Political Developments

The year 2000 saw the continuing implementation of the new constitution,

Basic Facts

Government type:
constitutional monarchy

Capital: Bangkok

Administrative divisions:
76 provinces

Constitution : new constitution signed by King Bhumibol Adulyadej on 11 October 1997

Executive branch
Chief of state:
King Bhumibol Adulyadej (since 9 June 1946)
Head of government:
Prime Minister THAKSIN SHINAWATRA (since 9 February 2001)

Cabinet : Council of Ministers
Elections: the monarch is hereditary; prime minister designated from among the   members of the House of Representatives; following a national election for the  House of Representatives, the leader of the party that can organize a majority coalition usually becomes prime minister

which was passed in the wake of the economic crisis in 1997. Decentralization and good governance were also important issues in the political arena during 2000.

An important feature of Thailand’s political reform process is the decentralization of administrative functions that is required by the new Constitution over the next several years. This reversal of a 150-year trend towards bureaucratic centralization and nation-building, demonstrates Thailand’s political self-assurance and stability, whilst challenging its line ministries to re-engineer many of their processes so as to strengthen financial and development management at the sub-district (Tambon) level.

At present, 7,252 tambon have formed Tambon Administrative Organizations (TAO) with elected members who represent the tambon in the TAO committees. Participation of civic groups in development planning and decision making is encouraged through the TAO and other community empowerment initiatives.

The decentralization policy and plan that was endorsed by the parliament in 2000 allows some tasks, functions, personnel and budget to be devolved from central government to local government units such as TAOs. The plan suggests that, in 2001, twenty percent of public revenues will be allocated to the local government units to enable effective decentralization.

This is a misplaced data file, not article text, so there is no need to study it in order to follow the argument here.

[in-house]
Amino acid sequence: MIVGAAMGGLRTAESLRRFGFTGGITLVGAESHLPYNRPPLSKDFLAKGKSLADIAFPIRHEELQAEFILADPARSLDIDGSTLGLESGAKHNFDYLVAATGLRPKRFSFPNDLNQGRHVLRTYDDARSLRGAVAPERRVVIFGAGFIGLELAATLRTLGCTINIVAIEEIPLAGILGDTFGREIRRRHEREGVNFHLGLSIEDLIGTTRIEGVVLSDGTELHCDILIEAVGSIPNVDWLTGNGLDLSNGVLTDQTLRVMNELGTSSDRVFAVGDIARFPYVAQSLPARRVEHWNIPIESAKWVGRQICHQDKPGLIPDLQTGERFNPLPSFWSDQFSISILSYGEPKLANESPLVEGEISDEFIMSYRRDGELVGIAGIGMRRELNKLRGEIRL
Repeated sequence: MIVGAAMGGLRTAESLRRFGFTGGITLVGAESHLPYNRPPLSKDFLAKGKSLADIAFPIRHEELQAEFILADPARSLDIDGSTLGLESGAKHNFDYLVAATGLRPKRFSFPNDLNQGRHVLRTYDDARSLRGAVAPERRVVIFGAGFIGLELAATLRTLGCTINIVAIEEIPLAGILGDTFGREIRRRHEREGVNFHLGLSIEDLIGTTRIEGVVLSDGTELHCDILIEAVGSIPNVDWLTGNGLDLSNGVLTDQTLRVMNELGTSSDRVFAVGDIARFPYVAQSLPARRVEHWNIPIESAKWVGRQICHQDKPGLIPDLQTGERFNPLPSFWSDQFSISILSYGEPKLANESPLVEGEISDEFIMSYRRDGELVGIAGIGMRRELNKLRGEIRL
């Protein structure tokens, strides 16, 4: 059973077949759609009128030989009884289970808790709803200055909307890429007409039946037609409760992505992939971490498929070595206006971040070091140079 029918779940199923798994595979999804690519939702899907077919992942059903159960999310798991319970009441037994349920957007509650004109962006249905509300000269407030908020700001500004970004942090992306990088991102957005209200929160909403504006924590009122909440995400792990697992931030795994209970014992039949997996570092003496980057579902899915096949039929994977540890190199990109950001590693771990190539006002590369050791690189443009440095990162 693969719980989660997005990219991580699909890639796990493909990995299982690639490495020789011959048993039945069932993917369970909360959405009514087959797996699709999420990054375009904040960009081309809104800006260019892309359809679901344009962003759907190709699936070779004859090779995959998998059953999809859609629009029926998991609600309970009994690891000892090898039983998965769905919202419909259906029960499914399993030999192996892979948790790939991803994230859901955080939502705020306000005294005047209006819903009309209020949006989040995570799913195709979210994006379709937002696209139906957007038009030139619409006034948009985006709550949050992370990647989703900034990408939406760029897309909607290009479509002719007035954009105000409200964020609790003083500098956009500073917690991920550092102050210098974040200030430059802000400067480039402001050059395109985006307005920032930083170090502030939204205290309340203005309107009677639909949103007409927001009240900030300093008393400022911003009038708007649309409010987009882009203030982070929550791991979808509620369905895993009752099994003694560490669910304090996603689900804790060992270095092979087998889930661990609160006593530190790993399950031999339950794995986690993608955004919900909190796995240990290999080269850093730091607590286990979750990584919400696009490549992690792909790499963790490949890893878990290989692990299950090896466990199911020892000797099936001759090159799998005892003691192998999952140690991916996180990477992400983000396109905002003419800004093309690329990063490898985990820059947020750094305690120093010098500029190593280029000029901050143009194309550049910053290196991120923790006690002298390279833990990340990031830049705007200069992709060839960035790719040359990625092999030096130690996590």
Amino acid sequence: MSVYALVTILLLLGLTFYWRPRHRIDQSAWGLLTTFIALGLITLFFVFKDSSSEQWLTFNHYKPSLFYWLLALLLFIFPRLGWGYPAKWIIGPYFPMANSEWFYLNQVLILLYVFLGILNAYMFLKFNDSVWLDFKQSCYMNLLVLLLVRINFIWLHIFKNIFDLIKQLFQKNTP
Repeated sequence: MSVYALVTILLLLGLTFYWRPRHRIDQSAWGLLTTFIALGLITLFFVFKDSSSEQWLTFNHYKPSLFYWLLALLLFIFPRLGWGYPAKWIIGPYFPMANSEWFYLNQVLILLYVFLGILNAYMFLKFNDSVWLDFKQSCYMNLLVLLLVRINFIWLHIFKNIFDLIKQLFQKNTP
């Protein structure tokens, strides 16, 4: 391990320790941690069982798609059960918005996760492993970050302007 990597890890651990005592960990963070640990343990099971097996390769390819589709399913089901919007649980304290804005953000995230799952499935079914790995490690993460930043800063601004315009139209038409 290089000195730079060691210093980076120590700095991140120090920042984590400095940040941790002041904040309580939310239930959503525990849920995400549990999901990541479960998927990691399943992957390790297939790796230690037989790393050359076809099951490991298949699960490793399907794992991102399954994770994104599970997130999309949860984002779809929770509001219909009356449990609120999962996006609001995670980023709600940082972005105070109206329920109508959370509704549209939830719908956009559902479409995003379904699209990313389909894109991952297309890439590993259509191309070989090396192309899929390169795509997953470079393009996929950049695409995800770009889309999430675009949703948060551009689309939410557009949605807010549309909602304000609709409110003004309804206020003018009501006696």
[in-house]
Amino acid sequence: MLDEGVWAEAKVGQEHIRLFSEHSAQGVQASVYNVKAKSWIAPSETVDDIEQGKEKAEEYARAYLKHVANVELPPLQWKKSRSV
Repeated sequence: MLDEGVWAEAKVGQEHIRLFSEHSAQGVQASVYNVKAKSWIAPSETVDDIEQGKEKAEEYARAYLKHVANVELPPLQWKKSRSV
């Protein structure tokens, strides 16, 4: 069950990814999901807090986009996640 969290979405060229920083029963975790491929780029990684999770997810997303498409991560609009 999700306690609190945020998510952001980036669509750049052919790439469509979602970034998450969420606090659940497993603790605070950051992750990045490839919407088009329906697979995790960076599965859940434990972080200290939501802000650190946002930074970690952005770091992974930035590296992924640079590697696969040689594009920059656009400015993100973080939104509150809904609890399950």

During 2000 the country’s new constitution was tested, essentially for the first time. Under the close watch of the Election Commission (set up under the new constitution) a number of pro-reform individuals were elected to the Senate for the first time in the March 2000 elections. Electoral fraud was still prevalent resulting in re-voting in some of the constituencies. However, the actions of the Election Commission demonstrated that the Thai government, as well as civil society, are serious in their quest to introduce higher levels of transparency and accountability in order to strengthen democracy.

Good governance was a central issue – and subject of debate - during 2000, not only in relation to the Election Commission. The “National Policy and Master Plan of Action on Human Rights” was drafted and the National Human Rights Commission was in the process of being formed. Furthermore, the Administrative Court was established with 23 judges nominated. The Ombudsman office was also set up and performed its functions in early 2000.

The National Counter Corruption Commission (NCCC), an agency which was given added powers in the 1997 constitution, handed out two landmark indictments in Thai political history in 2000.

In mid-year, the then serving Interior Minister and Secretary-General of the leading party in the government was charged with falsifying assets declaration and this was subsequently upheld by the Constitutional Court. The politician was therefore barred from political office for 5 years. Also, towards the end of the year, the NCCC charged the leader of one of the front-running parties in the 2001 election with incomplete assets declaration and passed the case on to the Constitutional Court for judgement.

All these developments provide a hopeful sign that the appropriate legal and institutional instruments for improved governance are gradually being put in place and applied in the country.

Following the election of a new Parliament and the appointment of the new Government in the first weeks of 2001, the new constitution will no doubt be further tested, debated and fine-tuned during the coming year. In this respect, Thailand is ahead of many of its neighbors in terms of implementing political reforms, even if this process is neither easy nor straightforward.

Since governance and economic reform are closely interrelated, Thailand should be complimented for its efforts to establish a sound foundation in the political arena as an essential component to achieving equitable and sustainable development.

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